AUBURN – Auburn sophomore Olivia Scott earned a runnerup finish in the 100-yard butterfly, and senior diver Vennie Dantin posted another top finish on Friday to highlight Auburn’s second day of the 2012 NCAA Women’s Swimming & Diving Championships at the James E. Martin Aquatics Center.
Olivia Scott swims to second-place finish in 100 butterfly
As a team, the Tigers fell out of contention for the national championship. They were in eighth place with 184 points. California ledwith 311 points. Georgia was second with 247.
“(We had) some more solid swims,” Auburn coach Brett Hawke said. “We’d love to get a win. There’s some really tough competition out there. The girls are doing great. Overall, we’re still in a position where we can fight for anywhere between a fifth- and eighth-place finish. That’s kind of where we expected to be and hoped to be. We’ve put ourselves in that position going into the last day, we’re just going to have to fight in the morning.
“People realize that there’s some fast swimming going on. The girls have stepped up their game across the board, and there have just been some amazing races today for sure.”
Scott posted a time of 51.61 in the 100 fly final to earn runnerup honors, the highest finish for an Auburn swimmer in the event since Mimi Bowen won the national title in 1997. Vanderpool-Wallace added some valuable points for the Tigers with a fifth-place time of 51.79, her first All-America finish in the event. For Scott, it was an improvement on her sixth-place showing a year ago.
“I think Olivia just needs a little more experience,” Hawke said. “And Arianna was on her 10th race in two days, so I think it’s catching up with her a little bit, too. But they’re both fighters, and we’re happy to get the points in the end.”
Scott had broken the Auburn school record in the event in the morning prelims, earning the top seed in the final with a time of 51.46. It marked the third time the record changed hands this year between Scott and Vanderpool-Wallace.
“I was just trying to stay calm,” Scott said. “At SECs I was getting really nervous before each race, but I was just trying to stay calm and not worry about what everyone else was doing around me. I’ve been working on it, just taking deep breaths, nothing really that special. I was trying to keep to myself and swim my own race.”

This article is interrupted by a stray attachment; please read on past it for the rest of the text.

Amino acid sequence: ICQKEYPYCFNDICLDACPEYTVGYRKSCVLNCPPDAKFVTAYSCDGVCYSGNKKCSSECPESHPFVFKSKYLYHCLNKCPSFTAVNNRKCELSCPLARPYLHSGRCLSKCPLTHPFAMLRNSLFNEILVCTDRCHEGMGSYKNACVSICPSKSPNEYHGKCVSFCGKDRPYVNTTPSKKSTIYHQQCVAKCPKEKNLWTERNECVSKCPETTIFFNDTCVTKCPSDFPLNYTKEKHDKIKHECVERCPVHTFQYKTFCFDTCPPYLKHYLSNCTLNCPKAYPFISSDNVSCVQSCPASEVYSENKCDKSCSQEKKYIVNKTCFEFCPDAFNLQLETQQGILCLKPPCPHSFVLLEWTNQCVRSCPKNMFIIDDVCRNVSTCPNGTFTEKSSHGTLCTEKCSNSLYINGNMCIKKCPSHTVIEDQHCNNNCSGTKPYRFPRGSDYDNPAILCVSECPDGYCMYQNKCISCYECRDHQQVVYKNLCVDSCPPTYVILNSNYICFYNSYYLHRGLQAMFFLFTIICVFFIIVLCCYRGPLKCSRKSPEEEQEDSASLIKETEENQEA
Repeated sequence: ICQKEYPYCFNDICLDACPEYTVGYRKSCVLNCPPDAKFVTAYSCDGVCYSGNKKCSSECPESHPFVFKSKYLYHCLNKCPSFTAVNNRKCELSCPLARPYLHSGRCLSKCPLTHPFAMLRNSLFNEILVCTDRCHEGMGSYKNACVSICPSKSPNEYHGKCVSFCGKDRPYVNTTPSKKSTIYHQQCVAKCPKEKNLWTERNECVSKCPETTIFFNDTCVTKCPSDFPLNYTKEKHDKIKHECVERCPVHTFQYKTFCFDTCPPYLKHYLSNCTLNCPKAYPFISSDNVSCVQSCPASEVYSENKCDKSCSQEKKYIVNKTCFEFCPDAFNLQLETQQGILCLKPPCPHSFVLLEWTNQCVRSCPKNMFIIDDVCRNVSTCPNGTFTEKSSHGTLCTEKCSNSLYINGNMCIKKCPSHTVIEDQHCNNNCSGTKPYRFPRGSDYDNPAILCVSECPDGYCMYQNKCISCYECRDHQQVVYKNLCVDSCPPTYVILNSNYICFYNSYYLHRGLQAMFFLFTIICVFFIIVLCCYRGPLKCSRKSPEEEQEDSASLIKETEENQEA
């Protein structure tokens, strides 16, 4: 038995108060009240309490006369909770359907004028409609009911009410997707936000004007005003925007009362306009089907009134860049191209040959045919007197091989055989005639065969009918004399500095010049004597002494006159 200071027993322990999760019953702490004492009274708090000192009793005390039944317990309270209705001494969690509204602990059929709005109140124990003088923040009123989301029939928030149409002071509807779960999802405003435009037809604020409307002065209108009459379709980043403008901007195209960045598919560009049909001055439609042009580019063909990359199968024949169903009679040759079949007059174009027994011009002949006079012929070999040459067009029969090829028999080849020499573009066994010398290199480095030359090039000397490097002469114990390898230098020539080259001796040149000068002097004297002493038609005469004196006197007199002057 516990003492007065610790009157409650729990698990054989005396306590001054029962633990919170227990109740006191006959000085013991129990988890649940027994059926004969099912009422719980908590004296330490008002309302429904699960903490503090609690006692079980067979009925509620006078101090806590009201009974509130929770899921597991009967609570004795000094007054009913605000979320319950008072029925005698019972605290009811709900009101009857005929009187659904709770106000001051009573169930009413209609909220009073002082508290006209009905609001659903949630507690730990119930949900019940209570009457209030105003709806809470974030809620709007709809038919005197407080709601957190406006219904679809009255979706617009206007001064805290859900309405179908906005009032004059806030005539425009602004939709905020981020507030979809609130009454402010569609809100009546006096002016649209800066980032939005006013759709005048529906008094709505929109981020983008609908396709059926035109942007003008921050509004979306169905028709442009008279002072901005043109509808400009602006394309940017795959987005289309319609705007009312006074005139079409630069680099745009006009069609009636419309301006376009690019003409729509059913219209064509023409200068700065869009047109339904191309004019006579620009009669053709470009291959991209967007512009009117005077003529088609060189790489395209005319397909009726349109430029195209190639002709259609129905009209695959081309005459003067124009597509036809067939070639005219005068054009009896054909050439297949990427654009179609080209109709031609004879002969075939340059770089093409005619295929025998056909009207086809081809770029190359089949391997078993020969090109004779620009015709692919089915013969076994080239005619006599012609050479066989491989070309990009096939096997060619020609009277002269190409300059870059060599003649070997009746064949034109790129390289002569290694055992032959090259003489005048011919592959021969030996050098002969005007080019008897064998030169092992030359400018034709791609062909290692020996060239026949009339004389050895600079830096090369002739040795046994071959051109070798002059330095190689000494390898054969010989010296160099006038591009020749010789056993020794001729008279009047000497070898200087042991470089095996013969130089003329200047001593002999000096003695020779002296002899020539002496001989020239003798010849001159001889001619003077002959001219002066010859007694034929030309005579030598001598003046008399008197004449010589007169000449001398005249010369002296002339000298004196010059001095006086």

Dantin provided another spark for the Tigers in the 3-meter diving event. She scored a six-dive total of 379.55 to set her second school record in as many days, earning a fourth-place finish, the best of her career at an NCAA Championship. It was her sixth career All-America honor as well.
“I’m extremely happy with how I’ve placed thus far,” Dantin said. “The springboards are always where it’s really competitive. On 3-meter, I had a little lower (degree of difficulty) than some of the (other) girls with their pike list and my tuck list. But it was all about staying calm, taking deep breaths and having fun with it. I’m just excited about the overall finish.”
Head diving coach Jeff Shaffer added more praise to his senior diving captain’s performance.
“Just a great performance, right from dive one,” Shaffer said. “She stepped up and was competitive on every one of her dives. Another new school record on her last three-meter event. I just couldn’t be more proud of her.”
Freshman Abby Duncan became just the fourth Auburn swimmer to break the 1-minute mark in the 100 breaststroke, posting a time of 59.99 to tie Kara Denby for the third-fastest in school history as she finished fourth in the consolation final.
Auburn’s 200 medley relay team got the night off to a strong start as Emily Bos, Lauren Norberg, Scott and Vanderpool-Wallace earned a fourth-place finish with a time of 1:36.15, cutting a few hundredths off their preliminary time and coming within .04 of breaking the school record. California continued their mastery of the sprint relays, winning the race in an NCAA and U.S. Open record time of 1:34.24.
The night wrapped up with the 800 freestyle relay. Auburn’s team of Becca Jones, Megan Fonteno, Haley Krakoski and Katie Gardocki posted a time of 7:06.09, good enough for 12th place.
The final day of the NCAA Women’s Championships gets underway at 11 a.m. Saturday with preliminaries in the 200 backstroke, 200 breaststroke, 100 freestyle and 200 butterfly. Platform diving prelims begin at 1:30 p.m., and the slower heats of the 1650 freestyle begin at 4:45 p.m. The fastest heat of the mile and the rest of finals get underway at 7 p.m. Live video for prelims and live results will be available through NCAA.com, and ESPN3 will carry a live broadcast of the finals.
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